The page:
Review: Priscilla by Nicholas Shakespeare
Priscilla is the biography of Nicholas Shakespeare’s aunt who lived in France during World War 2. It is a moving piece about a woman through the loving eyes of her nephew. His compassion about her life, her dreams, and the things that she had to do in order to survive shines out. He lays out his aunt’s whole life from birth to her death of cancer. He interviews her friends that are still living; he reads letters and personal journals from and about his aunt.
Priscilla Mais was a woman caught in an impossible reality. She was a British citizen married to a France aristocrat just before World War 2. She was a woman who wanted more from life than she was given. She was a daughter of failed parents, a sister unknown to most of her siblings, a wife to two husbands, and a survivor of one of the darkest times in modern history.
This is a look at a woman who lived through a very dark time and parts of her never moved past it. It is moving, tragic, and just like life sometimes the ending is not happy. I was very moved by this book.
Priscilla: The Hidden Life of an Englishwoman in Wartime France by Nicholas Shakespeare
Review: Busted by Wendy Ruderman and Barbara Laker
This was an eye-opening and riveting read. The amount of corruption that Ruderman and Laker find just by accident was overwhelming. Ruderman and Laker were just two reporters who wanted to find the next big story but then Benny Martinez comes to them with his story they got so much more. Ruderman and Laker have to fight with the cops, lawyers, the threat of losing their jobs, and still try to have some kind of life outside of the story. In the end they find out so much more than Martinez knew and they go after more than just one dirty cop. Dirty barely begins to cover what the cops in this book are. The cops lie, steal from innocent people, brutal assaulting the women they can get alone, and covering it with disdain to both the public and the badge. The fact that the cops who did all of the above are still police officers in Philadelphia just makes it so much worse. Not one of the cops has done any time for their crimes and in fact are still getting paychecks from the city. Ruderman and Laker not only lay out the corruption in unit but they disclose for the reader the fact that every ten years from 1970 to present there has been corruption in the narcotics units in Philadelphia. If you are a true crime fan then pick this book up.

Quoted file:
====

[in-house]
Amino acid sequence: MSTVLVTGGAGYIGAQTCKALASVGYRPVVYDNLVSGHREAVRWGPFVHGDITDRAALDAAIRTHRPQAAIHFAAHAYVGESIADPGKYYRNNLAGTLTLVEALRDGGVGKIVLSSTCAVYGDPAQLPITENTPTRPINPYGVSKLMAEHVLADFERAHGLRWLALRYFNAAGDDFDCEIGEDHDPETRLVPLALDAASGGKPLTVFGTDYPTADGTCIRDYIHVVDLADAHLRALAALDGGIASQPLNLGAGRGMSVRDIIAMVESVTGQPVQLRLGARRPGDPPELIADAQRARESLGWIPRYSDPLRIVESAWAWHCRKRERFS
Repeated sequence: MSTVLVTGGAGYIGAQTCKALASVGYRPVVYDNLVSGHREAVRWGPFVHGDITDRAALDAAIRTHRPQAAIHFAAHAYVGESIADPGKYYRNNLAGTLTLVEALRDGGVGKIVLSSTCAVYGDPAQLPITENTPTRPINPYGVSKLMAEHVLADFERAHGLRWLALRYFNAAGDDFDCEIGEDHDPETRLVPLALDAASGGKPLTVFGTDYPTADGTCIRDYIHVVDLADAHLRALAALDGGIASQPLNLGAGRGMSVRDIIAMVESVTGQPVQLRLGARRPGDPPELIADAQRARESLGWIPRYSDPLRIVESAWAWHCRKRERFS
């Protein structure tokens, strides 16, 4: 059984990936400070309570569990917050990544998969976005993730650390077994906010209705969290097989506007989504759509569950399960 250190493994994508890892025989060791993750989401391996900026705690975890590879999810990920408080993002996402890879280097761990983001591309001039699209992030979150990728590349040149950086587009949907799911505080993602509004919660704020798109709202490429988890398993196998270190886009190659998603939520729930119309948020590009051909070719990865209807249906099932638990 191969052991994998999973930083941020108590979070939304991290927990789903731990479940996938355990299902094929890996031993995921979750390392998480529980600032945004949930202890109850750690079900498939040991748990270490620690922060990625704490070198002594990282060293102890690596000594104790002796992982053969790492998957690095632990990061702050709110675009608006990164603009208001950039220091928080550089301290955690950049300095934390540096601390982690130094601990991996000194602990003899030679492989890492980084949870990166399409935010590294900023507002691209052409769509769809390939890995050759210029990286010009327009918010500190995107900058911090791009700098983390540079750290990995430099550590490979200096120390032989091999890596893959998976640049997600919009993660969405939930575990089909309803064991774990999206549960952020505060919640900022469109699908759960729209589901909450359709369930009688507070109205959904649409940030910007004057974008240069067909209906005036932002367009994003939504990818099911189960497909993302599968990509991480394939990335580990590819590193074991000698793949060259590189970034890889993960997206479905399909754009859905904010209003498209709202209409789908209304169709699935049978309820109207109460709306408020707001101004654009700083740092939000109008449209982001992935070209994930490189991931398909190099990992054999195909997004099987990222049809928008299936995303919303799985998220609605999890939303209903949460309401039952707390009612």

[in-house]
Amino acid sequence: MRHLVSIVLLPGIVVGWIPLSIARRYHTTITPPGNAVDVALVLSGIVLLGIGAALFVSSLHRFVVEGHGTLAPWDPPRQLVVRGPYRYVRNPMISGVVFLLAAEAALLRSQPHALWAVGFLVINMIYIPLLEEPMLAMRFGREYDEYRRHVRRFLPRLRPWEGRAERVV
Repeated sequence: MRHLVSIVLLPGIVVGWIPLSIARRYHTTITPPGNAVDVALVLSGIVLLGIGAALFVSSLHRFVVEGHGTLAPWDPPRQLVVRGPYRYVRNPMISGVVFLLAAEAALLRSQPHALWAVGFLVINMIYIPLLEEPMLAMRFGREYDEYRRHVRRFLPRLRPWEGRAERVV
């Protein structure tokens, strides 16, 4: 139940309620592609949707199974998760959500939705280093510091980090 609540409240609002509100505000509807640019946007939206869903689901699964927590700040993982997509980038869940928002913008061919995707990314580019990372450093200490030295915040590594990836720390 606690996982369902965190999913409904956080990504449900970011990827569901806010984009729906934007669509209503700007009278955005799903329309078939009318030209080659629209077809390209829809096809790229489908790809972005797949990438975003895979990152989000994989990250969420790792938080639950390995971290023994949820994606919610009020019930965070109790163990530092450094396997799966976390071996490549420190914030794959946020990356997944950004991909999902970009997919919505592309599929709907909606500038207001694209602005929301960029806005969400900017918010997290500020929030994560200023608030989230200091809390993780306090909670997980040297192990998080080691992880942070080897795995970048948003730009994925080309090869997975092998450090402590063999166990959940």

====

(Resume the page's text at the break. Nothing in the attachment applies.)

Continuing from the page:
Busted by Wendy Ruderman and Barbara Laker, winners of the 2010 Pulitzer Prize for Investigative Reporting